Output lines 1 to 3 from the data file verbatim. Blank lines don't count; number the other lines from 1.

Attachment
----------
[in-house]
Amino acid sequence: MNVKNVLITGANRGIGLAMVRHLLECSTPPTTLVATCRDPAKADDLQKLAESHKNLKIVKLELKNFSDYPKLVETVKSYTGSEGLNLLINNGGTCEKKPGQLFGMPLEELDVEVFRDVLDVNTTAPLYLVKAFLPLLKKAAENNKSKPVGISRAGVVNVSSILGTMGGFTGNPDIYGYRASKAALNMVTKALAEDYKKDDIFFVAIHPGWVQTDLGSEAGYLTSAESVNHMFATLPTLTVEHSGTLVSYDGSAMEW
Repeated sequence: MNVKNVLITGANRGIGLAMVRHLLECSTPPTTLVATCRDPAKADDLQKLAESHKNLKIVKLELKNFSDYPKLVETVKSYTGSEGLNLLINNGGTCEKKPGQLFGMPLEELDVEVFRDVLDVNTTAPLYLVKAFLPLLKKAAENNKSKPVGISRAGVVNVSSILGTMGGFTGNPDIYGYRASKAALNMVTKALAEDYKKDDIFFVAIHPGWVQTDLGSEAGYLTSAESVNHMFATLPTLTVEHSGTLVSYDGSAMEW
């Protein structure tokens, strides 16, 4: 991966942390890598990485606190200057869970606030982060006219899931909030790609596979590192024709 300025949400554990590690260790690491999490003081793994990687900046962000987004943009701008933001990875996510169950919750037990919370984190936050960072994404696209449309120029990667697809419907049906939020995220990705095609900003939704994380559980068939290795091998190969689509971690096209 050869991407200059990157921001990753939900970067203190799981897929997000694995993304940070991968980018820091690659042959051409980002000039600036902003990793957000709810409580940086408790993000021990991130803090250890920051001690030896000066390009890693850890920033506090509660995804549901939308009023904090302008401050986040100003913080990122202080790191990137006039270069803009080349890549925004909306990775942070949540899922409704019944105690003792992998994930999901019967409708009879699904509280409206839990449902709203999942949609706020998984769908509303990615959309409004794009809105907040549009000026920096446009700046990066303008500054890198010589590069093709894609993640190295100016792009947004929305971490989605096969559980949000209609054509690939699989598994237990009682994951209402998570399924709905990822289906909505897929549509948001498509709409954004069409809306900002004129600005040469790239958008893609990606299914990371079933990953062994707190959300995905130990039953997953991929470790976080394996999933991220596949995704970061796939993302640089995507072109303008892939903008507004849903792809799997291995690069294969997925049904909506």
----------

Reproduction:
[in-house]
Amino acid sequence: MNVKNVLITGANRGIGLAMVRHLLECSTPPTTLVATCRDPAKADDLQKLAESHKNLKIVKLELKNFSDYPKLVETVKSYTGSEGLNLLINNGGTCEKKPGQLFGMPLEELDVEVFRDVLDVNTTAPLYLVKAFLPLLKKAAENNKSKPVGISRAGVVNVSSILGTMGGFTGNPDIYGYRASKAALNMVTKALAEDYKKDDIFFVAIHPGWVQTDLGSEAGYLTSAESVNHMFATLPTLTVEHSGTLVSYDGSAMEW
Repeated sequence: MNVKNVLITGANRGIGLAMVRHLLECSTPPTTLVATCRDPAKADDLQKLAESHKNLKIVKLELKNFSDYPKLVETVKSYTGSEGLNLLINNGGTCEKKPGQLFGMPLEELDVEVFRDVLDVNTTAPLYLVKAFLPLLKKAAENNKSKPVGISRAGVVNVSSILGTMGGFTGNPDIYGYRASKAALNMVTKALAEDYKKDDIFFVAIHPGWVQTDLGSEAGYLTSAESVNHMFATLPTLTVEHSGTLVSYDGSAMEW